But those are merely events and milestones, all contributing to the greater reason for existence.

Most people don’t know what that “reason” is and so without clear perspective on their Life purpose, they have nothing by which to measure the importance of everyday events against.

And when that happens, their Life is one of reacting, getting angry at some event which is not really important, not responding to events that should be calls to action and generally experiencing Life instead of creating it.

They also don’t realize that their response to every single event in their Life takes them closer to or further away from their ultimate Life purpose.  Without a “reason” to help determine the right response, their responses are random and as likely (or more) to produce the wrong long-term result as they are to create the desired result.

To compensate for the void that they feel, they fill the gap with mind numbing activities or allow themselves to overreact to stimuli in their environment, regardless of whether or not the energy and emotion they are expending actually contributes to their Life purpose.

After all, if they manufacture noise in order to be constantly responding to something, it feels like they are making progress in Life (or have an excuse as to why they are not).

It’s not their fault - they don’t know what their Life purpose is so how could they know better?

The truth of the matter is that much of what we get immersed in is not important while the important things are practically screaming at us for attention.

If more people took time to have a better sense of their value, their potential for contribution and the importance of recognizing the same in others, we would spend a lot less time debating and arguing and more time collaborating around developing our Life purpose and helping others do the same.

And for those who choose not to care about what their Life purpose is, here’s another truth.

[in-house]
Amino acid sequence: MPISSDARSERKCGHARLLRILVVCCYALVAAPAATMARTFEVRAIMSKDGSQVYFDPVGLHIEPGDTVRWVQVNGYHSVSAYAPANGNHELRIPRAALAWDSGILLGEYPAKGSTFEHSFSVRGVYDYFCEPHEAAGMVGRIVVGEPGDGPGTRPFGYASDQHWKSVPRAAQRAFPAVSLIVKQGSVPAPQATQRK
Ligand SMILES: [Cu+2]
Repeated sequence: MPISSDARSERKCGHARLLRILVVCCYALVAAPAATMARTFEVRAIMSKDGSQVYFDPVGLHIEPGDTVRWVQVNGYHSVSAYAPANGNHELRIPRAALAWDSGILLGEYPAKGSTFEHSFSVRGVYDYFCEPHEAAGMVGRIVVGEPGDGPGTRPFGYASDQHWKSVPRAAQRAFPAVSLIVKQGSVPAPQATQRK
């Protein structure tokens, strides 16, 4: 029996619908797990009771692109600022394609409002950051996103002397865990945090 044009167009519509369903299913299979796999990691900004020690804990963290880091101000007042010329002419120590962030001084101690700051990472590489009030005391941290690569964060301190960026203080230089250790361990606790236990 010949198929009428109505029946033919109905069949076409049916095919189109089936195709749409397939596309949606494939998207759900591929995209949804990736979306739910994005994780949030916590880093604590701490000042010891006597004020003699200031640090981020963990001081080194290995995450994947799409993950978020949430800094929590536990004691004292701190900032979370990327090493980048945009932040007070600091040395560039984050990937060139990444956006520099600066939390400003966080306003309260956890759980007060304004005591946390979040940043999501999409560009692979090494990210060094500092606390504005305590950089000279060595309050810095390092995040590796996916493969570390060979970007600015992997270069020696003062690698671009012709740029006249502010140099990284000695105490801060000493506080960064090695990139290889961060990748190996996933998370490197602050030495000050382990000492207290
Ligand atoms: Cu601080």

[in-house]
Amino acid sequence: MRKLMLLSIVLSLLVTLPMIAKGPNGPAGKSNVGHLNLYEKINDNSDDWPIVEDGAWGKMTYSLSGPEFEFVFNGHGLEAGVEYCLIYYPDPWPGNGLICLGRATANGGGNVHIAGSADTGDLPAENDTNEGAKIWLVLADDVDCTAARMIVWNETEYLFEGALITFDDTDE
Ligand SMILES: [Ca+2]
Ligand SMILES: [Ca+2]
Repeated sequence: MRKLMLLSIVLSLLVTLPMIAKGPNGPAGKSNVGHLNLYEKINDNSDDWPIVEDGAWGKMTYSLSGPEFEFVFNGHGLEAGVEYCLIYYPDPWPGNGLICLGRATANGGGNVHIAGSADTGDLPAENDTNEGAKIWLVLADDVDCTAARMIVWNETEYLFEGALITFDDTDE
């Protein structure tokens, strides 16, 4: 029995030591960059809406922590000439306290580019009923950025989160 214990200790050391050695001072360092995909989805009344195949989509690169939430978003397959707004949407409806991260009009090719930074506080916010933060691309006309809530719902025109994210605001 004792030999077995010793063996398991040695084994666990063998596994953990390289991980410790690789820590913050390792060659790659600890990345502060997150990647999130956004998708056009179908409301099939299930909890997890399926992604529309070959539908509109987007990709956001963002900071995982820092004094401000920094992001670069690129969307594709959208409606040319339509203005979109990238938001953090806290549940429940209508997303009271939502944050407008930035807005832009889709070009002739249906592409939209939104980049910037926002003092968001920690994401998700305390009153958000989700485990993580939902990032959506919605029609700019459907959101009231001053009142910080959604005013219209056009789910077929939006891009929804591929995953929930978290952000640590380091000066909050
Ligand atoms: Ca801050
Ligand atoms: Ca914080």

If you don’t know what your Life purpose is, you become a stepping stone to be used by those who do.

How do you feel about that?  That’s where most people are in society, whether they want to believe it or not.  Maybe that’s why they feel so uncertain – they have a sense of this but can’t quite put their finger on it.

The world is at a point where respectful collaboration and impactful, meaningful change is needed more than ever.

But in order to manifest meaningful change, it takes more than just a lot of energy expended in a random fashion or directed towards things that don’t really matter.  It also takes more than aimlessly rehashing stuff in one’s mind or constantly chattering about it.

And instead of passionately fighting everything in Life, be selective about what you fight for and then be passionate about that.

It takes focused effort, measurable outcomes and the combined efforts and contributions of many to bring positive change to fruition.

Otherwise, when your end-of-days has arrived, you may find that your Life experience was much like my hockey experience on that cold Saturday morning .…

…. a lot of energy expended in what looked like brilliant moves at the time but with your only shot “missing the net” as mine did in the late 70’s.

I believe we all can and must do better than that.

What do you believe?

In service and servanthood,